California budget sends $4.2 billion to high-speed rail, creates new inspector general

After squabbling over the future of California’s high-speed rail, state lawmakers plan to release a critical batch of cash to complete a high-speed train in the Central Valley while establishing an inspector general to audit the embattled project and authorize billions of dollars in new money for rail plans across the state.

The agreement, included in a budget trailer bill which passed the Legislature on Wednesday evening and signed by Governor Gavin Newsom on Thursday, ends a more than year-long stalemate in Sacramento over how to spend the last chunk of $4.2 billion in high-speed rail bond funds, which voters approved in 2008. Gov. Gavin Newsom wanted to move forward with laying lanes in Central Valley farmland and ultimately connecting Bakersfield to Merced, but key Democratic lawmakers lambasted the Central Valley link and sought to redirect transit funds closer to their constituents in urban centres.

California’s unprecedented $97.5 billion budget surplus allowed the state to do both. The budget nearly solidifies the 171-mile Central Valley Link – which is now expected to see high-speed rail around 2030. It also increases state funding for rail plans to $3.65 billion this year, which which could potentially send money to financially-struggling Bay Area projects such as Caltrain electrification and BART in downtown San Jose. An additional $4 billion is planned for transit infrastructure through 2025, although that money has yet to be allocated.

“We released the $4.2 billion, but we also got $3.65 billion in this year’s budget as a result of the compromise,” said Assembly Speaker Anthony Rendon, one of the main critics of the Central Valley segment, in an interview.

As part of the deal, lawmakers created an independent inspector general’s office with sweeping powers to audit the California High-Speed ​​Rail Authority, which has seen its cost estimates skyrocket in recent years. The inspector general will be appointed by the governor from a shortlist of candidates selected by a legislative committee.

“They know that with the inspector general, they are going to be watched,” Rendon added. “They are going to be held accountable.”

Still, the squabble over the high-speed rail during a record budget surplus doesn’t bode well for the prospects of a high-speed rail zipping from San Francisco to Los Angeles in decades to come, said Ethan Elkind, director of the climate program at UC Berkeley. Law School.

“It’s a once-in-a-generation sum of money that was just handed over to the governor,” Elkind said. “And all that (the high-speed train) has is what they already had in 2008.”

When voters gave the green light to the project in 2008, they were promised a two-hour, forty-minute trip from Los Angeles to San Francisco, with connections to Sacramento and San Diego at a cost of $45 billion. Since then, the estimated price has more than doubled to $113 billion, and that’s for a stripped-down version that doesn’t include the Sacramento and San Diego stops.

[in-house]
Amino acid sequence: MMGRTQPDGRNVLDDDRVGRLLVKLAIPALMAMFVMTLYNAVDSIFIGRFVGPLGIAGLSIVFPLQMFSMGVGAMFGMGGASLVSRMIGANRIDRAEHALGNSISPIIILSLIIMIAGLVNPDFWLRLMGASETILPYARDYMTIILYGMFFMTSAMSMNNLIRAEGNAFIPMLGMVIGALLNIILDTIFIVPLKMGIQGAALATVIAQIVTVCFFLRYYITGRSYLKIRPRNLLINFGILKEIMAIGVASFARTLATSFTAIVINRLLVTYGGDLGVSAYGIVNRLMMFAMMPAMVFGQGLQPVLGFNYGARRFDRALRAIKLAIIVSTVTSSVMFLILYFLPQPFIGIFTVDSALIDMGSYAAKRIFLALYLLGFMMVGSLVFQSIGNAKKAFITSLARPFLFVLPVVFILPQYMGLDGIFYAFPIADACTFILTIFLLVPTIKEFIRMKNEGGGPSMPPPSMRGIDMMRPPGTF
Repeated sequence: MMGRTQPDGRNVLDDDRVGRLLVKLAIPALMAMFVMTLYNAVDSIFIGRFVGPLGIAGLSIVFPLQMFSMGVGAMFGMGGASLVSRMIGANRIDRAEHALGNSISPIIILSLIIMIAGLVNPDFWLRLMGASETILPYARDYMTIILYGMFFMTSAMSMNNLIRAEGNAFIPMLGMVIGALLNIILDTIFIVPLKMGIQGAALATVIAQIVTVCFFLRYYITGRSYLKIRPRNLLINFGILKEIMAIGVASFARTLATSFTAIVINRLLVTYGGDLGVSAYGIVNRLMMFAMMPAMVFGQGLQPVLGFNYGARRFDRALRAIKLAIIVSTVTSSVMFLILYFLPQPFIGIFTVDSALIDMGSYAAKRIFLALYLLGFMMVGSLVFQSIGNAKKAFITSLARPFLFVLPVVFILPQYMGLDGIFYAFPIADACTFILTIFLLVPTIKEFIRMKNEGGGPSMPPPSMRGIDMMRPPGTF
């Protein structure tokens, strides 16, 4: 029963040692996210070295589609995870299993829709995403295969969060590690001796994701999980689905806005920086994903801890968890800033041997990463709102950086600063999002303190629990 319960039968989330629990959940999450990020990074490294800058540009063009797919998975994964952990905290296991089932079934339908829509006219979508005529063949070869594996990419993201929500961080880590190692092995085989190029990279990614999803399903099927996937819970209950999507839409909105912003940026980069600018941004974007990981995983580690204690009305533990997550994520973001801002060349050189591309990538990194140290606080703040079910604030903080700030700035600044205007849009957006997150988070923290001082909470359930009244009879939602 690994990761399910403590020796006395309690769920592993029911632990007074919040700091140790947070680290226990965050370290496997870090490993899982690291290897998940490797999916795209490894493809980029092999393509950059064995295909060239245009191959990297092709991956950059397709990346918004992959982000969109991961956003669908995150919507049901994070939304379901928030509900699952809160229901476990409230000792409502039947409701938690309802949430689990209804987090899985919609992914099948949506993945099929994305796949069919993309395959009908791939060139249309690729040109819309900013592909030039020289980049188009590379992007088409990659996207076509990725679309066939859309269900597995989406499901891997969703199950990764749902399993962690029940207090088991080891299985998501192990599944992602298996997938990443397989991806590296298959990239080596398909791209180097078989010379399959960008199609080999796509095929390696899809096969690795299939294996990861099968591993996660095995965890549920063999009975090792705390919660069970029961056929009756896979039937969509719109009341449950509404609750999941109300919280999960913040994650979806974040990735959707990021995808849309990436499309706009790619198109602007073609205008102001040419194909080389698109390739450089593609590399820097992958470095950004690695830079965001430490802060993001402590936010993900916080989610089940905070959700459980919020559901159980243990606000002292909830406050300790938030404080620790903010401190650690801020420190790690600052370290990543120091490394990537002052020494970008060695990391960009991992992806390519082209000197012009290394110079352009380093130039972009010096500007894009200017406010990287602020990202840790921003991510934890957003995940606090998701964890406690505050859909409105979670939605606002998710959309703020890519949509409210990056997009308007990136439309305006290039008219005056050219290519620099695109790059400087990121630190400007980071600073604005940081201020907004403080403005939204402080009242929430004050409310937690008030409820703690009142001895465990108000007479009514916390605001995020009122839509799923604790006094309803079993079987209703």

The high-speed rail has no funding to build a high-speed rail beyond the Central Valley section at a cost of $23.8 billion. Even with the bonds released in the latest budget and the revenue it receives from California’s cap-and-trade program, this segment will likely need more money to cross the finish line due to overruns. drastic costs and inflation.

State transit agencies watched negotiations in Sacramento anxiously as last year’s budget tied billions of dollars for other transit projects in the state to an agreement on the high-speed train. Since lawmakers were unable to reach an agreement with the governor, rail and bus operators were left without new money despite the massive surplus.

“It’s a really big deal,” said Rebecca Long, legislative chief for the Metropolitan Transportation Commission, an umbrella group that oversees transit funding in the Bay Area. “Last year that deal didn’t happen, so the money pretty much evaporated,” she said.

Still, Long said the Northern California transit didn’t get everything it wanted. The budget doesn’t include any specific exclusions for Bay Area transit agencies, so BART, Caltrain and the Santa Clara Valley Transportation Authority are all vying for a piece of the pie on their underfunded rail projects. About $300 million is for rail infrastructure in San Diego County, where Senate Leader Toni Atkins’ district is located.

“There’s no doubt that Southern California had more leverage in this negotiation because more Southern California members weren’t comfortable with high-speed rail,” Long said.

One of the projects likely to capture some public funds is Caltrain’s delayed electrification project. There are plans to replace its noisy diesel trains in 2024 with sleek electric ones if the agency can find $410 million to fill its funding gap. A bill guaranteeing $260 million for the project was defeated in negotiations, but supporters remain hopeful.

“This money is going to keep us on track to do something that will be California’s first electrified commuter railroad,” said Casey Fromson, who led Caltrain’s efforts to secure state funding. . “We are so close to the finish line.”

Jose P. Rogers